At the Nov. 11 meeting, Whitehall Township Board of Commissioners heard updates on two high-profile retail projects in the township.
“Keystone Harley is on its way in the near future,” Whitehall Township Mayor Michael Harakal Jr. said.
Keystone Harley-Davidson, which is located in Carbon County at 770 State Road, Parryville, has been looking to move to a location in the Lehigh Valley for several years. In October, the dealership bought 3 acres at 2800 Eberhart Road, where it plans to build a new 25,000-square-foot building.
A Whitehall Township woman who left her infant son with a LANTA bus driver is no longer facing charges in that matter.
Ashley Leann Walters, 26, was charged with reckless endangerment after leaving her 32-day-old baby with a bus driver at the Guetter Street, Bethlehem, stop Oct. 26. But Northampton County District Attorney John Morganelli has directed the charges be dismissed. Instead of a jail cell, Walters’ mental state is being evaluated at a local hospital.
Whitehall-Coplay School Board meets 7 p.m. at the school district administration building, 2940 MacArthur Road.
Whitehall Township Board of Commissioners meets 7 p.m. at the municipal building, 3219 MacArthur Road.
Coplay Borough Council meets 7 p.m. at the municipal building, 98 S. Fourth St.
Whitehall Township Legal and Legislative Committee meets 7 p.m. in the municipal building, 3219 MacArthur Road.
Whitehall Township Board of Commissioners met quickly during the Nov. 4 workshop meeting to prepare for the Nov. 11 regular meeting.
Lisa Pereira, an attorney representing Belmont Glen Condominium Association, once again addressed commissioners about a fence on the Egypt property.
The township required the split-rail fence when the development was built to keep pedestrians from wandering into an overflow swale. However, over the years, the fence has deteriorated, and members of the condominium association want it removed.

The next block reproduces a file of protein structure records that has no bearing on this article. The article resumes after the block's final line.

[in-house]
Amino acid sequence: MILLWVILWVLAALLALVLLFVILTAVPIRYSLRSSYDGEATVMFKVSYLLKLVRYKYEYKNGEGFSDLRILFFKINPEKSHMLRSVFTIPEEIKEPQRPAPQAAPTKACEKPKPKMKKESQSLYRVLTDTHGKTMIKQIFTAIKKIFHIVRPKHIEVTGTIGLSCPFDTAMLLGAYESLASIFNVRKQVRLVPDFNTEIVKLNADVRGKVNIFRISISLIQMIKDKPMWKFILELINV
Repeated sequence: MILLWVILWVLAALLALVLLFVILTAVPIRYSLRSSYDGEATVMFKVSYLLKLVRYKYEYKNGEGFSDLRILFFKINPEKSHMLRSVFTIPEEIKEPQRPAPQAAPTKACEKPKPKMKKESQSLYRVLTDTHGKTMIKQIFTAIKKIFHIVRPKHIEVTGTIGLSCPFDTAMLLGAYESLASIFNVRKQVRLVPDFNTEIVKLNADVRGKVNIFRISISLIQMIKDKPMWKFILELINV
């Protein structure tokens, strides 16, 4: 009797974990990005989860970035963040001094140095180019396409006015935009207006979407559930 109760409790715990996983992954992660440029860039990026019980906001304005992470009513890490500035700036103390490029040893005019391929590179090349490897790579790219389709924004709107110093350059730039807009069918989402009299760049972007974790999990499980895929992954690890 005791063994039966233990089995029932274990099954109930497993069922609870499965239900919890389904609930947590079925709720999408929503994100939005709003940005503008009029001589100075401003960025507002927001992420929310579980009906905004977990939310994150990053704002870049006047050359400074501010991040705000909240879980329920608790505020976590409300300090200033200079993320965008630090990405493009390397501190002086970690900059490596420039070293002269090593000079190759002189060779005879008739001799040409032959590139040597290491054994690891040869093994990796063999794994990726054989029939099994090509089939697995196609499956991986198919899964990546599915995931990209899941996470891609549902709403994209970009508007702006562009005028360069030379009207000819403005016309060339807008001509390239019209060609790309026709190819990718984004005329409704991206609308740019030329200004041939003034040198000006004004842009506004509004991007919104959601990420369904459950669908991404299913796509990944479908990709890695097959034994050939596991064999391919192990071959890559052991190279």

At the board’s meeting Oct. 17, Coplay Whitehall Sewer Authority Chairman John Schreiner announced the solar project for the Eberhart Road pumping station has been canceled.
The project started out with great anticipation and a projected 20-year payback. It was billed as an environmentally friendly solution to aid in reducing harmful gas.
It has since encountered design issues, questions on projected energy that would be produced and foundation problems.
“When we did the analysis with all the data and the costs, there is not a payback ever,” Schreiner said.
Stations 35 and 38 were on the scene of a motor vehicle accident with injuries at 2998 MacArthur Road.
A combustible liquid spill brought Station 39 to MacArthur Road.
Station 36 responded to a gas leak at 1515 Mauch Chunk Road.
An unintentional smoke detector activation brought Stations 36, 37, 38 and 3501 to 223 Rising Hill Road.
Stations 35 and 36 handled a motor vehicle accident with injuries on Route 22.
Whitehall Township resident Ricky Menendez was honored for his efforts during the Pennsylvania EMS Provider Foundation of the Ambulance Association of Pennsylvania’s 13th annual Pennsylvania Stars of Life event Sept. 7 at Northern Valley EMS, Coplay.
Menendez, 38, works for Cetronia Ambulance Corps. His passion for the emergency medical services industry came when he was working in construction in Brooklyn, N.Y. A co-worker had a side job as a medic. Menendez attended EMT school in New York and hasn’t turned back since.
Mary Kay McMahon likes to be challenged. She doesn’t mind the feeling of unease that comes with leaping into something new and pushing herself to achieve more.
This commitment to the uncomfortable has been a driving force in McMahon’s career that has taken her from a nurse to president and chief executive officer of Fellowship Community in Whitehall.
“I love to learn new things and situations that force me to be a little uncomfortable,” she said. “I am perfectly fine with putting myself out there. I know I’m not going to sink.”
Mrs. Fiori was born in Lock Haven. The family later moved to Skippack, where she attended and graduated from Perkiomen Valley High School in 1971. Answering a newspaper ad, Judy was hired at the Keystone sales office in King of Prussia as a secretary clerk at a salary of $7,000. Keystone later had an office in Allentown before moving to Airport Road in East Allen Township.
Judy recalled, “Our office had 15 employees, and we were responsible for all cement sales. Our president was Gary Pechota, and vice president for sales was Bob Aichele.”